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Fergus County Democrat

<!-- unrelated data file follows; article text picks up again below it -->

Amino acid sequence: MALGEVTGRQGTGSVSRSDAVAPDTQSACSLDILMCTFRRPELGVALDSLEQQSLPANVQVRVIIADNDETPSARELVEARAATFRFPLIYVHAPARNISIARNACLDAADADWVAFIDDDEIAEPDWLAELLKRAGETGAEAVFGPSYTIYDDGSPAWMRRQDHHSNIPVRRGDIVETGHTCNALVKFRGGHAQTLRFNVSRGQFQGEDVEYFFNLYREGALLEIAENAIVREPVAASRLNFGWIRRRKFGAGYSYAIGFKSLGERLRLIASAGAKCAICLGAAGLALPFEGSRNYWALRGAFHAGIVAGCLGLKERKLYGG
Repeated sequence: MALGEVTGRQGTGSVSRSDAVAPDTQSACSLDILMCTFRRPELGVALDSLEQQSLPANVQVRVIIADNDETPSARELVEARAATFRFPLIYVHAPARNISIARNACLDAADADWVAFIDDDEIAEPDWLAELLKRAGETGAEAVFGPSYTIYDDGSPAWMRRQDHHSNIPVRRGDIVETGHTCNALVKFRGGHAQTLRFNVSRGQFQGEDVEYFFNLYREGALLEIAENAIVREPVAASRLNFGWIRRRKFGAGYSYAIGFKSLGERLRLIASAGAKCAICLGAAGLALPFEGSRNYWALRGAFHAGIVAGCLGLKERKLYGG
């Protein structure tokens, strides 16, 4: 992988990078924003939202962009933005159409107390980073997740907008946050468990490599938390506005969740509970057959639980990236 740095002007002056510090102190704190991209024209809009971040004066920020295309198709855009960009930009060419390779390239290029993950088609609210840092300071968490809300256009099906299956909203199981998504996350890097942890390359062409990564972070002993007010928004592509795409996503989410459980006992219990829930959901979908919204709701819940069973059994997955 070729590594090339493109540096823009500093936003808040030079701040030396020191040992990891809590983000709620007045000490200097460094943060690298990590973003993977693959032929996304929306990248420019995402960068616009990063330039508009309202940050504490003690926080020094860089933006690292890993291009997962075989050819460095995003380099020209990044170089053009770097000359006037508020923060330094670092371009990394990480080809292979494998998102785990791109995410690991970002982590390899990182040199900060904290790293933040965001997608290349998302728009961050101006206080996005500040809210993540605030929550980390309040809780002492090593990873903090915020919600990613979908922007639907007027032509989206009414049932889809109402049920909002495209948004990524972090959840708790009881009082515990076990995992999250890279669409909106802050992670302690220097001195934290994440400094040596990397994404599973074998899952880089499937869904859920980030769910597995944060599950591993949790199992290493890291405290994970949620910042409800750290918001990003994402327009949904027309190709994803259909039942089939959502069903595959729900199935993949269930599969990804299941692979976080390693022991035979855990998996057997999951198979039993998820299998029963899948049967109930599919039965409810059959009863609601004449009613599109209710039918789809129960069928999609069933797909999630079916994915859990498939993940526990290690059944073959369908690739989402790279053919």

St. *t' r *r/i VOL. X. NO. 7. LEWISTOWN, FERGUS COUNTY, MONTANA, OCTOBER 21, 1913. PRICE FIVE CENTS CASES SET FOR CALENDAR BEGINS ON NOV. 10 AND EXTENDS TO DE CEMBER 24. MANY IMNi CASES They Will Be Disposed of Early in the Term—F. H. Piercy, Arrested in Connection With Alleged Oil Land Swindle, Files Demurrer to the Information. Judge Roy E. Ayers has made a set ting of cases for the November term of court, which is to begin on Nov. 10, the settings now made extending to Dec. 24. There will be a few addi tions to the calendar later, but they will come in between cases already set. The criminal cases will be taken up first, that of the state against F. H. Piercy, charged with grand larceny in connection with the alleged Wyo ming oil land swindle, being set for Nov. 10. The case of the state against Revil is set for Nov. 11. This defend ant is also charged with grand larceny, being accused of the theft of a sum of money from a railway contractor. The case of Moore, charged with grand larceny, is to be tried Nov. 12, and on Nov. 13 the case of Cavanaugh, charged with grand larceny, will be tried. Some civil cases will then in tervene, and Dec. 1 the trial of crim inal cases will be resumed, the case of Harry Norman, charged with the robbery of Jake Kakala, to be taken up on that day. Albert Green, charged with the theft of $52 from J. L. Davi son, will be tried Dec. 2. On Dec. 3 Harry Morgan, charged with, robbing Joe Huslck, will be tried. The case of John Bryan, charged with assault in the second degree upon Tom Ward, will be tried Dec. 4. Alfred Turcott, charged with burglary committed at a sheep camp of Andrew Fergus near Armells, is set for Dec. 5, and on the same day C. E. Wagner, a young man charged with forgery, will have his trial. Wagner was Implicated with Jack Spencer in passing some checks on Ted Funk, to which the signature of L. N. Hallickson had been forged. Spencer recently pleaded guilty and assumed all blame for the affair. Civil Cases. The setting of civil cases follow: Nov. 14—Town of Moore vs. Klpe. Nov. 14—Town of Stanford vs. Igel. Nov. 15—Stapleton vs. Stoner. Nov. 17—Burgeson vs. Smith. Nov. 18 and 19—Hamilton vs. Ham ilton. Nov. 20—Wilson vs. Brown. Nov. 21 and 22—Hufflne vs. Lincoln et al. TO HAVE A FARMERS SHORT COURSE HERE WILL BE IDENTICAL WITH THAT AT BOZEMAN—UNDER SUPER VISION OF PROF. COOLEY. Arrangements have been perfected for a farmers' short course, to be held at the courthouse in this city for one week during the first or second week in January, the exact date to be de cided upon later. It will be under the general supervision of Prof. F. S. Cooley, Lewistown being one of four cities where such a course will be held during the year in this state, the others being Bozeman, Stevensville and Billings. Same As at Bozeman. The same instructors will be here as at the Bozeman course and they will instruct in domestic science, dairying, stock growing and grain growing. It is confidently expected that a large number of farmers in this lo cality will take advantage of the op portunity to perfect themselves in some or all of the branches relating to farming that are to be given. Nov. 24 and 25—Huffine et al vs. Lincoln. Nov. 26—Hartley vs. Norcutt. Nov. 28—Stanley vs. Chambers. Nov. 29—Zanisek vs. Zanlsek. Dec. 6—Elijah vs. Wright. Dec. 8—Box et al vs. Raw. Dec. 9—Pernott vs. Pernott. Dec. 10—McCollum vs. Deskins. Dec. 11—Scovel vs. C., M. & P. S. Ry. Co. Dec. 12—Ryan vs. Lewistown Auto Co. Dec. 13—Appleton vs. Lewistown Auto Co. Dec. 15—Brown vs. Moran et al. Dec. 16—Ignac vs. Seman. Dec. 17—Brogley vs. Butler. Dec. 18—Qunsmore et al vs. Min nier. Dec. 19—Power Mercantile Co. vs. Johnson et al. Dec. 20—Farmers' Elevator Co. of Moore vs. SelleckT Dec. 22—Dengel Bros. Co. vs. Hard ing. Dec. 23—King et al vs. Cook et al. Dec. 24—Martin vs. Stephens. Piercy's Demurrer. In the case of F. H. Piercy, the al leged oil land swindler, the court has appointed Attorney Kirk to represent the defendant. Mr. Kirk has filed a demurrer to the information and this will be argued on Nov. 3. FINE LAND IN DAWSON AND MUS SELSHELL OPEN TO ENTRY. ELEVEN SMB IN All Much of It Is Occupied by Squatters, Who Will Have the Usual Prefer ence Right—Quarterly Report of the Land Office Shows Big Business Is Being Done There. The local land office expects a gen uine rush beginning with Thursday next, when eleven townships, ten in northwestern Dawson county and one in Musselshell county, will be open to entry beginning at 9 a. m. Most of this land is of excellent farm land and a large part of it is now occupied by squatters, some of whom have been on it for several years. They will have a preference right. It is estimated that approximately 500 filings will be received for lands in these townships during the next quarter. The certainty of a heavy rush on and after Oct. 23, leads the officials to suggest that all those de siring to file should have the exact amount of their filing fees with them in order to expedite the work. The land office is a pretty busy place at all times these days and Reg ister H. J. Kelly and Receiver A. Hoge land and all the members of the force have their hands full to keep abreast of the work. Quarterly Report. This is made apparent by the re port for the quarter ended Sept. 30 last. During that period there were 745 original homestead filings and 114 original desert entries, the total appli cations of all classes received being 1,161. The total cash receipts for the period were $48,742.73. A total of 1, 564 receipts were issued, while the pa pers handled and reported made a to tal of 1,965. The final entries of all classes numbered 478. More Land Surveyed. The register and receiver give no tice that the residue of each of the following townships have been sur veyed: Township 18 north, of range 11 east, and township 19 north, of range 13 east. The plats of such lands will be filed in the office on Nov. 19 and on and after that date the office will be prepared to receive applications to enter or select such lands, as well as applications to adjust existing claims. A Harvest Spectacle. Miss E. Edythe Ammons, the hust ling and talented newspaper woman, was in Lewistown Friday boosting for the big wheat harvest spectacle to be given at Hobson Thursday evening, next. Special harvest decorations are being prepared by J. H. Surprenant and Charley >Wentworth and forty chil dren in harvest costume will appear in the harvest spectacle. There will be shock drills and a number of other features that are certain to prove very attractive. Following the spectacle there will be a harvest ball, the Lew istown Concert orchestra having been engaged to furnish music for this fea ture. A number of Lewistown people will go out to Hobson for the affair and all are assured a delightful time. A more detailed description of the fes tival program appears elsewhere in this issue. Much Impressed. W. E. Montgomery, a prominent business man of Edgar, Nebraska, has been spending a few days In the city visiting his life-long friend, J. E. Lane, of the Montana Lumber company. Mr. Montgomery, who is also in the lum ber business, says Lewistown is one of the llvest and most bustling little cities he has seen anywhere. 13 SOLE PROTESTANT TO SETTLE MENT ON MAIN STREET WORK. VERY FREE LISCUSSBN Unanimous Opinion of Mayor, Aider men, Engineer and Chemist Is That the Work Is First Class in Every Respect—Road Tax Collections— Routine Business Disposed of. Last night's meeting of the city council started out aB a hum-drum af fair, but it became lively enough a bit later when the matter of the street paving was taken up in its regular or der. Mayor Symmes was in the chair and Aldermen Sutter, Berkin, Wiede man, Ford and Miller, with City At torney I. B. Kirkland and City Engi neer A. C. Birkland, were present. Cost of Paving. The city engineer, after some rou tine petitions had been disposed of, submitted the total cost of the street paving in District No. 9. This, with the engineering and other incidental expenses, tooted up $46,322, or about $1,618 under the original estimate of $48,000. Following a brief discussion,' in which it developed that the condi tion of the contract for the mainte nance of the pavement for five years was satisfactory and after the engi neer had given his full approval to the work, Alderman Birkland moved that the final estimate be approved and the contractor paid the balance due him. His total amounted to $44,968.67, of which $26,000 had been previously paid, leaving a balance of $18,968.67. Mayor Symmes said that he want ed to see every property owner inter ested satisfied, and as M. R. Wise was present, he would like to hear from I him and have him express his views. Mr. Wise has been somewhat actively opposed to the work for some time and he promptly came forward, stating that he hoped action would be de ferred for a time. He had secured some tests which indicated that the paving was not up to specifications, j In support of this he submitted a re-! port made to him by Prof. R. D. ■ Kneale, of the state highway commis sion at Bozeman, who had made an 1 analysis of a piece of bitulithic sub-1 mitted to him by Mr. Wise. This re-, port was in the nature of a sheet of figures giving the per cent, of voids, j etc. This would show that the sam ple submitted was not up to require ments. Mr. Wise added that he ex- j pected some other reports of analysis later. Telegram From Kneale. When he had concluded, Mayor Symmes stated that since coming fo SPECIAL TRAIN TO TAKE THEM TO ALGERIA JUBILEE DECEMBER 4. The Shriners of this section share in the widespread interest taken by members of the order in the coming Silver Jubilee of Algeria Temple, to be celebrated at Helena on Dec. 4, and arrangements are now about per fected for the pilgrimage of the nobles and novices from Fergus, Meagher and Musselshell counties to the Capital city. Imperial Potentate Irwin, of Vir ginia, will be present, as will delega tions from Spokane and temples on the coast. For the reason that a large number of nobles who will join those from Lewistown on tne trip reside in terri tory tributary to the Milwaukee, in cluding such places as Harlowton, Roundup and White Sulphur, the com mittee has decided to make that line the official route, and a special train will leave Lewistown on Dec. 3 at 9 p. m. for Helena, arriving (here the next morning over the Northern Pa cific. This special will leave Helena the morning of Dec. 5 and arrive here at 6:30 p. m. on that day. Each noble will be assigned a berth and the Pull mans will be sidetracked and be at the disposal of the delegates during their stay in Helena. Walter Lehman and W. W. Wheaton, who have been making the canvass, have met with gratifying success and it is certain that the delegation will be the largest that has ever made the pilgrimage from Lewistown for the Algeria meetings. A Pleasing Surprise. The committee recently wrote the Placer hotel at Helena to reserve an apartment for this delegation, as the nobles will have some special stunts to pull off. In reply it was stated that the apartment would be reserved for Lewistown and that there would be no charge for It. j ■ 1 j j the hall he had received the following telegram from Prof. Kneale. He had not been in communication with that gentleman and knew nothing as to what prompted him to send the mes sage : Bozeman, Oct. 20. Mayor W. D. Symmes: A party from Lewistown submitted small sample of pavement to me to test. The chemical department tested for voids by the water method in a small bottle. This test would not show the voids in the stone aggregate as laid in the street. The voids in the Bample we tested were completely filled with bitumen. PROF. R. D. KNEALE. Birkland Heard. Engineer Birkland was asked for his view and said that he had given Mr. Wise the small sample which the latter took to Bozeman. There was not enough of it to make such a test of any value. His own tests had been made on samples of about 30 pounds of the mixture, taken directly from the machine, and he found the ma terial to be up to the standard in all respects. Another Chemist Heard. Chemist Jenkins, of the staff of War ren Bros., owners of the bitulithic patents, was asked by the mayor to give his opinion. He stated that he was not connected in any way with Mr. McGuire, being in the employ of Warren Bros, to check up the work ol contractors using bitulithic to see that it conformed to the requirements. As this was the end of the season and paving contracts were being finished up everywhere, he had been detailed to Lewistown longer than he usually femained in one place. His laboratory tests showed that the material used here had been up to specifications and he had been able to give this contract special attention. He was prepared to say that Mr. McGuire's work was fully up to the standard. Engineer Birkland was asked to give his general opinion on the Main street Job as completed and replied that Mc Guire had lived up to his specifications and done a first-class job. Mr. Wise had not made any inspection of the plant at all. The lid was completely off by this time and plain talk was the order of the evening. Contractor McGuire was called upon and said he had done as good a job here as could be done. Mr. Wise had been asked to go down to the plant and inspect the material and process there, but had refused to do so. His action was, in reality, the action of a rival company that, in his opinion, was simply using Mr. Wise tool to attempt to embarrass the contractor. He could say honestly that he had never seen a better paving job than that completed here and he believed that every property owner af fcted was satisfied with the sole ex ception of Mr. Wise. The Mayor Talks. Mayor Symmes said he had put in a great deal of time on this paving work. Warren Bros, were careful to have their own representative here all the time to see that nothing was slighted and from all the information he had been able to gather the job was a first-class one. "I went personally to see Mr. Wise and asked him to let me know just exactly what he had. What he had was simply a lot of stuff of Hanlon & Oaks, a rival firm that bid here, and who followed the Bame tactics they did at Great Falls a couple of years ago. Now other property owners have been asked to sign a protest. How many signatures did you secure, Mr. Wise?" "I did not go out with any protest," replied Mr. Wise. "Well, I will say that a property owner told me he had been asked to (Continued on page twelve.) Helena Assay Office. Helena, Oct. 18.—The United States assay office in this city is out of the market, temporarily at least, for gold, orders having been received from the | director of the mint to discontinue such purchases until congress rectifies j its failure to pass an appropriation i for the movement of bullion. The of fice will receive shipments from min | ing men as heretofore, if they care to I send them, and will hold them. INGINULin BACK FROM THE NORIH THE FORMER DEPUTY 8HERIFF IS CHARGED WITH THEFT OF HORSES. Undersheriff L. P. Slater and Dep uty Sheriff Guy Tullock left Helena last week for Juneau, Alaska, after Al Morgan, who is wanted here in con nection with the theft of some horses. The local officers have not given out any statement in regard to the case, but are satisfied that they "have the goods" and have been after Morgan ever since he disappeared last winter, at the time arrests were made for the theft of a lot of horses from near Chinook, which were driven through here. The officers should be back in Lew istown next Sunday night, provided they make direct connections all the way and are not delayed in Juneau. Morgan served here as a deputy sheriff and made a good record as an officer. Later he had the city garbage contract JOHN ZUK SUES MILWAUKEE TO RECOVER THIRTY THOU SAND DOLLARS. BACK fRACTURED BY FALL Peter Morelli Sues Twohy Bros., Con tractors ,to Recover $20,000 for Per sonal Injuries—Peter Wilgert Sues A. Guthrie, Riley & Co. to Recover $1,000 for Injuries. John Zuk, a painter formerly em ployed with a crew painting the high Milwaukee bridge over Indian creek, yesterday brought, suit in the district court against the Milwaukee to recov er $30,000 for injuries sustained by him at the bridge last month. The structure, he sets out, is 130 feet above ground at its highest point. Ropes, he alleges, were hung from the top of the structure to permit the painters to descend to the various parts of the bridge, and on Sept. 9, while he was going down in this manner, the rope, which was negligently and carelessly fastened, gave way and he fell a dis tance of forty feet, with the result that his back was fractured and his entire body below the fracture is paralyzed; that he is permanently and wholly disabled; that he was formerly capable of earning $135 a month at his trade. He asks judgment for the amount stated. Judge E. K. Cheadle is Zuk's at torney. $20,000 Damage 8uit. Peter Morelli, who was employed as a workman at the Sage creek tun nel last July, has brought an action against Twohy Bros., the big Milwau kee railway contractors, to recover $20,000 damages for personal injuries resulting from an accident alleged to have been due to the carelessness' of the defendants. The plaintiff, while at work in the tunnel placing sets of timbers, alleges that a large rock fell upon him, breaking the pelvic bone and inflicting other injuries. Judge E. K. Cheadle is Morelli's attorney. Asks $1,000 Damages. Peter Wilgert yesterday brought suit against A. Guthrie, Riley & Co., Great Northern contractors, to recover $1,000 for personal injuries alleged to have been received by a fall from a trestle, the accident being due to negligence, he sets out, on the part of the defend ants. Judge Cheadle Is the plaintiff's attorney. Failure to Provide. Lily Sprague has brought suit PYTHIANS HONOR A LEWKTOWN KNIGHT WALTER 8. SMITH GRAND LODGE OFFICER—MR8. RITCH ADVANCED. Lewistown was represented at the meeting of the Knights of Pythias grand lodge at Butte last week by J. L. Martin, Walter S. Smith and J. C. Miller, and at the election Mr. Smith was honored by being chosen as grand outer guard, which starts him on the way to the head of the order. At the election of officers of the state lodge of Pythian Sisters, Mrs. Minnie Rltch, of Lewistown, was ad vanced to the position of grand senior, which means that in the course of events she will next year become grand chief, the highest office in the lodge. The meetings of both the knights and Pythian Sisters were most suc cessful and enjoyable, and Walter Smith, who had not attended a grand lodge meeting for some years, was given an especially cordial reception by the knights. Death of Charley Nave., News has been received here of the death at Salt Lake last week of Char ley Nave, who was on his way to San Diego to Join his parents. Mr. and Mrs. Jacob Nave, when - illness compelled him to stop at Salt Lake. Mr. Nave came here with his parents when a boy and had since resided in Lewis town almost continuously. For a long time he was connected with the Bright hotel buffet. He was very well known and had many friendB. The interment took place at San Diego. Back From California. Attorney J. C. Huntoon returned home Sunday from a business trip to California, visiting Ontario, Los An geles and San Diego. At the latter city he met a lot of former LewiB town people, including Nat Smith, E. O. Busenburg, Charley McDonald, George Bach and Mr. Harvey. All of them are prospering. against Ernest Sprague, to whom she was married in this city March 15, 1911, to secure a divorce, on the ground of failure to provide. Albert N. Nadeau is the plaintiff's attorney. Work and Materials. Frank L. Pierce has brought suit against Harry G. Waite to recover $258 for furnishing the materials and building a cook wagon ordered by the defendant. Belden & DeKalb are the plaintiff's attorneys. Suits on Notes. B. F. Bonnewell, remembered as an agent of the United States Cashier company, which sold a large amount of stock in this county, has brought suits against Seth O. Carroll and M. A. Penwell, of Moore, to recover $975 and $775, respectively, on promissory notes. C. J. Marshall is the plaintiff's attorney. Hotel Fergus Case. In the case of Joseph Reebel against Phil Laux et al, involving the plain tiff's lease on the new Hotel Fergus, Ueebel's application for a restraining order to prevent the defendants from carrying out a lease to Forbes Bros., of Kansas City, was argued before Judge Ayers yesterday and submitted. W. J. JOHNSON RETURNS FROM A MEETING OF BANKERS' ASSOCIATION. flASMlT MEASURE Local Banker Says Belief Is That While 8ome of the Details Need Changing, Measure Is Long Step Toward Improving Our Currency 8ystem—Business Is Good. Cashier W, J. Johnson returned home Saturday from the east after having attended the meettpg of the American Bankers' association at Bos ton. This meeting was a record break er in point of attendance. "The proposed currency luw now be ing considered by congress was the cause of the presence of over five thousand bank managers," said Mr. Johnson this morning. "The action of the meeting demonstrated that while the banks of the country feel that the proposed law is a long step in improv ing our currency system, some of its details are radically wrong and should be changed. A committee of country bankers went to Washington after the Boston meeting to talk to members of congress. They were received in a most cordial manner and it became very apparent that the administration Is ready and willing to do everything possible to make the present bill not only a measure that will cause all na tional banks to be glad to continue their charters under the federal gov ernment but will also cause many of the banks now incorporated under state laws to become members of the federal system. Some Excellent Features. "Some years ago the president ap pointed a commission of very able men to study the banking systems of the world and to recommend a plan of revision for our present laws. This commission made a very complete re port. Based on that report a measure known as the Aldrich bill was intro duced in congress three years ago. The Aldrich bill never was popular. The present Glass-Owen bill contains many features of the Aldrich bill, how ever, and if enacted into law will doubtless make panics and money stringencies impossible. A law that will bring this result will place the banking and currency system of the United States where it will become a model for the world. Ths Wheat Problem. "The very low price of wheat is re ducing the debt-paying power of our crop. The general desire among farm ers to turn wheat into meat is one of the solutions of this difficulty. Wheat at sixty cents or less is cheaper than hay for the feeding of livestock. The Tariff Law. "Business Ib fairly good in the east. The effects of the new tariff law are of course matters of conjecture yet, but apparently manufacturers have anticipated the application of the law to their particular lines and are ad justing themselves to its detail.s" Woile in Washington Mr. Johnson met Senator T. J. Walsh and Repre sentative Tom Stout and spent consid erable time with them. They, as well as Senators Myers and Representative Evans, are very busy men just now. Grain Quotations. Following are today's quotations at the local elevators: No. 1 northern, 60 cents; No. 2, 58 cents; No. 1 Turkey, 58 cents; No. 2, 56 cents; No. 1 durum, 55 cents; No. 2, 53 cents; flax, $1.11; oats, 90 cents; malting barley, $1. Law Clark for County. S. P. Williams has taken the posi tion of law clerk in the office of the county attorney. Mr. Williams is a Harvard graduate and is thoroughly qualified for the Work.